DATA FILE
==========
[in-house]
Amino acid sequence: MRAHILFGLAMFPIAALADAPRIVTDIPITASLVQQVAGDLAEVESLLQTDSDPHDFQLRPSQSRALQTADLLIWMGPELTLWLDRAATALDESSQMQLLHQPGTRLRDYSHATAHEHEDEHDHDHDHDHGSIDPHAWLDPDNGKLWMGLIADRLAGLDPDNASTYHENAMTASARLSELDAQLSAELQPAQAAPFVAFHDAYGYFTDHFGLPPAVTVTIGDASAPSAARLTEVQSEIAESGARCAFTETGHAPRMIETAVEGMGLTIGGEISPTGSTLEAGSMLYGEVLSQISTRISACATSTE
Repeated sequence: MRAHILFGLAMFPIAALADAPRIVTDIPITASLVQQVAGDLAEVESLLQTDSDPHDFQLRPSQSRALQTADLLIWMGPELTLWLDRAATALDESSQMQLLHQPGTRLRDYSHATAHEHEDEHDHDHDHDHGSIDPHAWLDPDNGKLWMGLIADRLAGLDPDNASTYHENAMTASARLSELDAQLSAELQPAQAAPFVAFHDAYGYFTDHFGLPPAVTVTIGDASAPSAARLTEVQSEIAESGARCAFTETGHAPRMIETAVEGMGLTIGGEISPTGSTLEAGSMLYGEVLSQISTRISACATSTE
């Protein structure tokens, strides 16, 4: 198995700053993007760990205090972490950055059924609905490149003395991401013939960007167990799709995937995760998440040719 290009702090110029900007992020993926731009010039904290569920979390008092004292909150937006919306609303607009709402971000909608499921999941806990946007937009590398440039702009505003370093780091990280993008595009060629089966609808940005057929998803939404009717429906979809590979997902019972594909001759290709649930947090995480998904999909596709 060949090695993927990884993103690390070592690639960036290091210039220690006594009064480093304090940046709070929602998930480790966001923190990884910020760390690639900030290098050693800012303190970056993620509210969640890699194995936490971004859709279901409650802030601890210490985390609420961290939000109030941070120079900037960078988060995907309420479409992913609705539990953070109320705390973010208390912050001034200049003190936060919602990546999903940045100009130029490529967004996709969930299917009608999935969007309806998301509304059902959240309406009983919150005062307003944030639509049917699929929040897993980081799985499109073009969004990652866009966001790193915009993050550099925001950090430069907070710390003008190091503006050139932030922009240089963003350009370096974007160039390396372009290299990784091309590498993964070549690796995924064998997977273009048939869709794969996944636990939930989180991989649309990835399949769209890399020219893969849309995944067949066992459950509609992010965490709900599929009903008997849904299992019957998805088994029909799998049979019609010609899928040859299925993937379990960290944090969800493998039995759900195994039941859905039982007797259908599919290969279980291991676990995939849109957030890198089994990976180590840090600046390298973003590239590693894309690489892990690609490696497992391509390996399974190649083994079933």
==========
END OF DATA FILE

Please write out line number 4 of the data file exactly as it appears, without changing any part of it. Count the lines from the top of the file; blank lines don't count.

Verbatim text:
């Protein structure tokens, strides 16, 4: 198995700053993007760990205090972490950055059924609905490149003395991401013939960007167990799709995937995760998440040719 290009702090110029900007992020993926731009010039904290569920979390008092004292909150937006919306609303607009709402971000909608499921999941806990946007937009590398440039702009505003370093780091990280993008595009060629089966609808940005057929998803939404009717429906979809590979997902019972594909001759290709649930947090995480998904999909596709 060949090695993927990884993103690390070592690639960036290091210039220690006594009064480093304090940046709070929602998930480790966001923190990884910020760390690639900030290098050693800012303190970056993620509210969640890699194995936490971004859709279901409650802030601890210490985390609420961290939000109030941070120079900037960078988060995907309420479409992913609705539990953070109320705390973010208390912050001034200049003190936060919602990546999903940045100009130029490529967004996709969930299917009608999935969007309806998301509304059902959240309406009983919150005062307003944030639509049917699929929040897993980081799985499109073009969004990652866009966001790193915009993050550099925001950090430069907070710390003008190091503006050139932030922009240089963003350009370096974007160039390396372009290299990784091309590498993964070549690796995924064998997977273009048939869709794969996944636990939930989180991989649309990835399949769209890399020219893969849309995944067949066992459950509609992010965490709900599929009903008997849904299992019957998805088994029909799998049979019609010609899928040859299925993937379990960290944090969800493998039995759900195994039941859905039982007797259908599919290969279980291991676990995939849109957030890198089994990976180590840090600046390298973003590239590693894309690489892990690609490696497992391509390996399974190649083994079933």